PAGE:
Contractor Gary Miksis saw gaping rot voids in a 500-ft run of pipe with his R.S. Technical TrakSTAR mainline inspection camera system when he was called to perform a troubleshooting inspection in conjunction with a repair for a desperate local homeowner. The homeowner feared her home might collapse into the hillside that was rapidly eroding beneath it as water gushed from the 50-year-old corroding storm drain. One hundred feet of residential line were rotting out beneath her home.
A local contractor had tried to televise the line, but kept losing the camera in the large voids, so Miksis and his crew were called to rehabilitate the bottom rot. With a restored floor, they could create a host shell for pipe rehabilitation and televise the whole line using a TrakSTAR camera on a TranSTAR tractor to determine the best method for rehabilitation.
They pushed a 1-in. PVC pipe through the line beneath and ahead of the camera and tractor. At the first void encountered, they began feeding a slurry of grout through this PVC with a pump. Directly beneath the driveway and retaining wall, they ran into the largest void—about 25 ft—on a rather steep incline, and thickened the grout consistency there to avoid creep during setup. The host pipe rehabilitation was completed in two to three days.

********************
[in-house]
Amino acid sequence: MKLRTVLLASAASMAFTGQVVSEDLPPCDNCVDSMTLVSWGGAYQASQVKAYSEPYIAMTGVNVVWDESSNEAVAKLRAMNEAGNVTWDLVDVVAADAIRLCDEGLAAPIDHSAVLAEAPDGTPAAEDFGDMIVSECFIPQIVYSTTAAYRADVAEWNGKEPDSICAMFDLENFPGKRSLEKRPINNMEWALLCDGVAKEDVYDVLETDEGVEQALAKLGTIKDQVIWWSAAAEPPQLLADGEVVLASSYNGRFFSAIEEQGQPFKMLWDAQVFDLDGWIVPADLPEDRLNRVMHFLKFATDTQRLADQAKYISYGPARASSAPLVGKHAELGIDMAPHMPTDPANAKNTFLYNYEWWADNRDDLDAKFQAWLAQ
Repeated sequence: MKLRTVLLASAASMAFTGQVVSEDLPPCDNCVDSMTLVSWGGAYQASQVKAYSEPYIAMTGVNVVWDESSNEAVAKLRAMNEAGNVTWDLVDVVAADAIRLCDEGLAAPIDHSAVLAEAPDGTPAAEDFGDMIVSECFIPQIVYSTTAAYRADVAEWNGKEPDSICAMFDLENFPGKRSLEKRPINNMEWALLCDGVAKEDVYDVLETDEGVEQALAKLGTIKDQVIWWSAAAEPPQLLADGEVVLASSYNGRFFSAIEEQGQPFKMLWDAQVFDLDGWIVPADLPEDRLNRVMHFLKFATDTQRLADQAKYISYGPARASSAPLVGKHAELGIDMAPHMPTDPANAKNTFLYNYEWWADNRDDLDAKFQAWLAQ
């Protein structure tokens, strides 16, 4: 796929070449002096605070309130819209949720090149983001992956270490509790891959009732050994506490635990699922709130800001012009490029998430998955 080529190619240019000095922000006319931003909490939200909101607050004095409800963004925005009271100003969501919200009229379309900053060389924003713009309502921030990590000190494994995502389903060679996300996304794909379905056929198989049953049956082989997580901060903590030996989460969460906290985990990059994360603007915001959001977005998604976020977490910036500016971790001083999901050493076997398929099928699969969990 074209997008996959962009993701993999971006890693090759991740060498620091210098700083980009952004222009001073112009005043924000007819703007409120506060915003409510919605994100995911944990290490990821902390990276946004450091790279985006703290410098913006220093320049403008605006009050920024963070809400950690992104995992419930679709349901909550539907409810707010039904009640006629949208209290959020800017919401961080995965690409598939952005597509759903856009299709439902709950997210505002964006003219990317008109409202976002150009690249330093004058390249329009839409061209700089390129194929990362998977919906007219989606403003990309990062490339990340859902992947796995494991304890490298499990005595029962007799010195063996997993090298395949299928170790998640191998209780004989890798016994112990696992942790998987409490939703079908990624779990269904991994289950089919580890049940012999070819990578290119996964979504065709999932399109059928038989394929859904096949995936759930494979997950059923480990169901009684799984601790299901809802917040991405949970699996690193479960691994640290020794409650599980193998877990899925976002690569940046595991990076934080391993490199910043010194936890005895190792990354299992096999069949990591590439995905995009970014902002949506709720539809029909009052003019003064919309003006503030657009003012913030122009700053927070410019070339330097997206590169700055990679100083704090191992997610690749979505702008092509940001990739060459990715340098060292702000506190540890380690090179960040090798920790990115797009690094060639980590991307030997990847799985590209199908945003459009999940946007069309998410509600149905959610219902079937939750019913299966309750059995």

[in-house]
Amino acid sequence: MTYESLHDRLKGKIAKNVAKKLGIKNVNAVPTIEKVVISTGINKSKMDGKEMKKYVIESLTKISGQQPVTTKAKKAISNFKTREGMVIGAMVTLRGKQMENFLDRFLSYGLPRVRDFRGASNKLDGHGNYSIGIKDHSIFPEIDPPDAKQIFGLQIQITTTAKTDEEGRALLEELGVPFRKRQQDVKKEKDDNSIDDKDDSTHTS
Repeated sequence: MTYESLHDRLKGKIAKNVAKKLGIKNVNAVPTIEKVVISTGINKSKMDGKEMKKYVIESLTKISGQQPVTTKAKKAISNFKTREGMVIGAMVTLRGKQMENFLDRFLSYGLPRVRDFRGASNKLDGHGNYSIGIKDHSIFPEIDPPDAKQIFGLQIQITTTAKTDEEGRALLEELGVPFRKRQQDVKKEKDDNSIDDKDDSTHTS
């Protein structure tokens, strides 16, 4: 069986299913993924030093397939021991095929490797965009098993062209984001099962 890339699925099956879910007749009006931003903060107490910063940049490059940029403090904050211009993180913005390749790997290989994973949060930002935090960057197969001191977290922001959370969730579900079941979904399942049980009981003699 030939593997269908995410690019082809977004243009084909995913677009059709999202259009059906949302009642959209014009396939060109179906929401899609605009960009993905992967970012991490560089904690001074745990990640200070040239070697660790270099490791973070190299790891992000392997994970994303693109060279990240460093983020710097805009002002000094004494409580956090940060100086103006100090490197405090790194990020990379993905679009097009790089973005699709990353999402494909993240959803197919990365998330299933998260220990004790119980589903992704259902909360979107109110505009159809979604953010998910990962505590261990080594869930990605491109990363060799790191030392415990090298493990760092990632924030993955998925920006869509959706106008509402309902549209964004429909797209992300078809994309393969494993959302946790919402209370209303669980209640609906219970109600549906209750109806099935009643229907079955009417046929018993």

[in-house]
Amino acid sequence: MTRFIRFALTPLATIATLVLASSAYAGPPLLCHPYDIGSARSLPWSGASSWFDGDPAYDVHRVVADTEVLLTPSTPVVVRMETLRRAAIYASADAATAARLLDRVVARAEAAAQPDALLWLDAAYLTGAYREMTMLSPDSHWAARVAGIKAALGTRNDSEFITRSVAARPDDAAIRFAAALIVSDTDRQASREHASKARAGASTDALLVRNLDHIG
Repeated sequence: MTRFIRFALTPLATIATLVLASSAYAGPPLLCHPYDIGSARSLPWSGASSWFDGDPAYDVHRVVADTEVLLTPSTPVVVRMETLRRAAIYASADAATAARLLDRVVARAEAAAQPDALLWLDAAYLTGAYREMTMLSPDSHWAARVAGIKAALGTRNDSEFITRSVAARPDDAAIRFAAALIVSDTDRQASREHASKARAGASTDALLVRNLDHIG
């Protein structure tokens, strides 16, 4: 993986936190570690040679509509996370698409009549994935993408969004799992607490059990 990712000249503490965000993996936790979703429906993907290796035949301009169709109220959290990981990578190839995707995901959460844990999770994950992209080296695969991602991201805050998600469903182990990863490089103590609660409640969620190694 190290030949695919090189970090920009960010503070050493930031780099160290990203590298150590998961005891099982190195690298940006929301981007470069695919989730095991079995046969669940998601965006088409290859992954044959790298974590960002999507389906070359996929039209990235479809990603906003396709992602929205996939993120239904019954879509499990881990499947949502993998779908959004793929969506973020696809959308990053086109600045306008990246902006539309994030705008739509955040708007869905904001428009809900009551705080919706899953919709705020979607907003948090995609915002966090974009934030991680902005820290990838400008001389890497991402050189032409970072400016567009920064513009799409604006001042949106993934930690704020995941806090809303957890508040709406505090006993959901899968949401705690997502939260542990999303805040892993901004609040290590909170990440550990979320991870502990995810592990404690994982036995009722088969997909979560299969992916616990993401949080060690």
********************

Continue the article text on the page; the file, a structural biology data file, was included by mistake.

After the grouting cured to allow the full video inspection, the team discovered a hazard, which they had to fix before moving forward with the pipe-within-a-pipe repair. Total project duration for approximately 500 ft of rehabilitation was about three weeks, including installation of a manhole that took about one week.
“A trenchless rehabilitation might not have even been attempted, let alone accomplished without the aid of our R.S. Technical inspection systems,” Miksis said. “This technology has opened up a whole new area of opportunities for us in the world of pipeline assessment and renewal.”